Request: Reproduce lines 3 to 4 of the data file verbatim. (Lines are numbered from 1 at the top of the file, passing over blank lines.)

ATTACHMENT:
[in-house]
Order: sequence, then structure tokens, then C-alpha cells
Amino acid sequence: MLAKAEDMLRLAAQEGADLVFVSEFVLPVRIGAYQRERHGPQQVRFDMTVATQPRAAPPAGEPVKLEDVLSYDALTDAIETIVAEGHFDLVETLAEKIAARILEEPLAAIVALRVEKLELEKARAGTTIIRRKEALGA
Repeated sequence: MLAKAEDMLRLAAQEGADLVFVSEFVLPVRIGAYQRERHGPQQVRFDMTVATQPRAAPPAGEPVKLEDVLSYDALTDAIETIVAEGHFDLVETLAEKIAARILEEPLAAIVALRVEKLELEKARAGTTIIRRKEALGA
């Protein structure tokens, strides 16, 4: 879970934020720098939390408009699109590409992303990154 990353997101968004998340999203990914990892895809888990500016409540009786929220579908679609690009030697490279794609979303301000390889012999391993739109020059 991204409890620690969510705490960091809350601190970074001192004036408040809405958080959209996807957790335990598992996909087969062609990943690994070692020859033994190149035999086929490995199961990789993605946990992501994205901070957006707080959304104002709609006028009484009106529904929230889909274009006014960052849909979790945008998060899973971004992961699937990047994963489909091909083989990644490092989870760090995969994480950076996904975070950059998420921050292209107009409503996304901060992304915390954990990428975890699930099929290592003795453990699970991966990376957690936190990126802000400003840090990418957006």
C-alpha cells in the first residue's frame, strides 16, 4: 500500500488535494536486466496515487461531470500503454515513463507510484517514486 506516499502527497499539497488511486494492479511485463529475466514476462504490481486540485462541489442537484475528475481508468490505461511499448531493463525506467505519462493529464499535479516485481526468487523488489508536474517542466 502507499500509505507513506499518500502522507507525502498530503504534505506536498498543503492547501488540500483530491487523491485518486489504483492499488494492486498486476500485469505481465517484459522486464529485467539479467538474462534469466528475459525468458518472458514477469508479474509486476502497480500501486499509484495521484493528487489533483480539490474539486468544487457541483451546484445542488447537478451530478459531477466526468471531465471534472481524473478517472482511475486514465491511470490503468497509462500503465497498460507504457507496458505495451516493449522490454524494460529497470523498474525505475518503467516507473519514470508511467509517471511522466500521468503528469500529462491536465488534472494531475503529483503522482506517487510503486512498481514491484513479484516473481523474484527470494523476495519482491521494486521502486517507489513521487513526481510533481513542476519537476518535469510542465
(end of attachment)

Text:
Amino acid sequence: MLAKAEDMLRLAAQEGADLVFVSEFVLPVRIGAYQRERHGPQQVRFDMTVATQPRAAPPAGEPVKLEDVLSYDALTDAIETIVAEGHFDLVETLAEKIAARILEEPLAAIVALRVEKLELEKARAGTTIIRRKEALGA
Repeated sequence: MLAKAEDMLRLAAQEGADLVFVSEFVLPVRIGAYQRERHGPQQVRFDMTVATQPRAAPPAGEPVKLEDVLSYDALTDAIETIVAEGHFDLVETLAEKIAARILEEPLAAIVALRVEKLELEKARAGTTIIRRKEALGA